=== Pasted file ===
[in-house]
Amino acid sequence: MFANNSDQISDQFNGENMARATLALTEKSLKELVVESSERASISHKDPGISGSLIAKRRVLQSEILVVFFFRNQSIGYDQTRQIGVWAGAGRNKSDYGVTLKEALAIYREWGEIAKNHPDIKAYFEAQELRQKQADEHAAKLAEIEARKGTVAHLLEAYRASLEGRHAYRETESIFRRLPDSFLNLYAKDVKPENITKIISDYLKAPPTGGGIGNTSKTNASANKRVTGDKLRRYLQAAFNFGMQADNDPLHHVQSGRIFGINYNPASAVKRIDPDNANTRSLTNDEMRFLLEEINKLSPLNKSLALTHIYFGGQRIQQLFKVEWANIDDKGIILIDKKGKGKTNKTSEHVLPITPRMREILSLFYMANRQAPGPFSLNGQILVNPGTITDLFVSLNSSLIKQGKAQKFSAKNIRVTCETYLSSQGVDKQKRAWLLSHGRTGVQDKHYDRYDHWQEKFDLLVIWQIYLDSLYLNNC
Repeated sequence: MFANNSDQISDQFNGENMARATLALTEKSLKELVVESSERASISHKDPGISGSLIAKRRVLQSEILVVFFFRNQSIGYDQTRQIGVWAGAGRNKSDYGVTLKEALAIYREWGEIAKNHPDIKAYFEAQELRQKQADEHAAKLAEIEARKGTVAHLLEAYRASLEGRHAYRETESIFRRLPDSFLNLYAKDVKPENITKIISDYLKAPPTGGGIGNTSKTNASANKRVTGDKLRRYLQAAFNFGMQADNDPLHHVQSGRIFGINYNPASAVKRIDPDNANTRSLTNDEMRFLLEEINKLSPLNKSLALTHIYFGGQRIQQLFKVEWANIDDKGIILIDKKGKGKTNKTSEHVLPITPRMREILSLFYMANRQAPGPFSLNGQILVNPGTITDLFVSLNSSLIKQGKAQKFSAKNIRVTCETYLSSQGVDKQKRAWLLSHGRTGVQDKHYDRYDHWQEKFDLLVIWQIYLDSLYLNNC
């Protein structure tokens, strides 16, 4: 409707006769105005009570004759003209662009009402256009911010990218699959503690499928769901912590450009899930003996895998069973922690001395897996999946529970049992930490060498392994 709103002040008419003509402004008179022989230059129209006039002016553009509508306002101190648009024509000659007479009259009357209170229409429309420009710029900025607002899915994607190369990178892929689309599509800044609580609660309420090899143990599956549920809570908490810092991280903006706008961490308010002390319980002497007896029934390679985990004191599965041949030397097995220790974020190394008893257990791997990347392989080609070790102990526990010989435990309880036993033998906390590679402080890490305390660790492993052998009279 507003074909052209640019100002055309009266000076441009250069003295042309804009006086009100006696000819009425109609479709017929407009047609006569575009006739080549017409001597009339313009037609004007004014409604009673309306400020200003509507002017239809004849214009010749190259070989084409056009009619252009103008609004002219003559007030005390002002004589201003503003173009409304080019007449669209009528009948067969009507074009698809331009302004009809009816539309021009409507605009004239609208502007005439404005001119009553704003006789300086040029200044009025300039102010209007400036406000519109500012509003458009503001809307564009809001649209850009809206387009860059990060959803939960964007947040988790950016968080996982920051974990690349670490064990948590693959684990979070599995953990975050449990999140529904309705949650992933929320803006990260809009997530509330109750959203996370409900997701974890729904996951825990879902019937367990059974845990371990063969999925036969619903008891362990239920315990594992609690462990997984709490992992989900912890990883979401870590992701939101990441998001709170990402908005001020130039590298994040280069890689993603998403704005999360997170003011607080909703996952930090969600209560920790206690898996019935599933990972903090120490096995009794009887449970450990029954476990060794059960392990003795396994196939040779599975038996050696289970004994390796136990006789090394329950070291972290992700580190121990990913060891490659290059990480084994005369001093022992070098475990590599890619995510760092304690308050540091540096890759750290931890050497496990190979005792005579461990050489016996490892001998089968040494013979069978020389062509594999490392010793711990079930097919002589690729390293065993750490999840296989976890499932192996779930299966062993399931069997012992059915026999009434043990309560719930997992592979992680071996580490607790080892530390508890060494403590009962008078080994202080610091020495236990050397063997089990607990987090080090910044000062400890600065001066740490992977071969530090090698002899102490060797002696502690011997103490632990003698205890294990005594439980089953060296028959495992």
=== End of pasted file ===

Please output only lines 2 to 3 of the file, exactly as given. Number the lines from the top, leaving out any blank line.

Amino acid sequence: MFANNSDQISDQFNGENMARATLALTEKSLKELVVESSERASISHKDPGISGSLIAKRRVLQSEILVVFFFRNQSIGYDQTRQIGVWAGAGRNKSDYGVTLKEALAIYREWGEIAKNHPDIKAYFEAQELRQKQADEHAAKLAEIEARKGTVAHLLEAYRASLEGRHAYRETESIFRRLPDSFLNLYAKDVKPENITKIISDYLKAPPTGGGIGNTSKTNASANKRVTGDKLRRYLQAAFNFGMQADNDPLHHVQSGRIFGINYNPASAVKRIDPDNANTRSLTNDEMRFLLEEINKLSPLNKSLALTHIYFGGQRIQQLFKVEWANIDDKGIILIDKKGKGKTNKTSEHVLPITPRMREILSLFYMANRQAPGPFSLNGQILVNPGTITDLFVSLNSSLIKQGKAQKFSAKNIRVTCETYLSSQGVDKQKRAWLLSHGRTGVQDKHYDRYDHWQEKFDLLVIWQIYLDSLYLNNC
Repeated sequence: MFANNSDQISDQFNGENMARATLALTEKSLKELVVESSERASISHKDPGISGSLIAKRRVLQSEILVVFFFRNQSIGYDQTRQIGVWAGAGRNKSDYGVTLKEALAIYREWGEIAKNHPDIKAYFEAQELRQKQADEHAAKLAEIEARKGTVAHLLEAYRASLEGRHAYRETESIFRRLPDSFLNLYAKDVKPENITKIISDYLKAPPTGGGIGNTSKTNASANKRVTGDKLRRYLQAAFNFGMQADNDPLHHVQSGRIFGINYNPASAVKRIDPDNANTRSLTNDEMRFLLEEINKLSPLNKSLALTHIYFGGQRIQQLFKVEWANIDDKGIILIDKKGKGKTNKTSEHVLPITPRMREILSLFYMANRQAPGPFSLNGQILVNPGTITDLFVSLNSSLIKQGKAQKFSAKNIRVTCETYLSSQGVDKQKRAWLLSHGRTGVQDKHYDRYDHWQEKFDLLVIWQIYLDSLYLNNC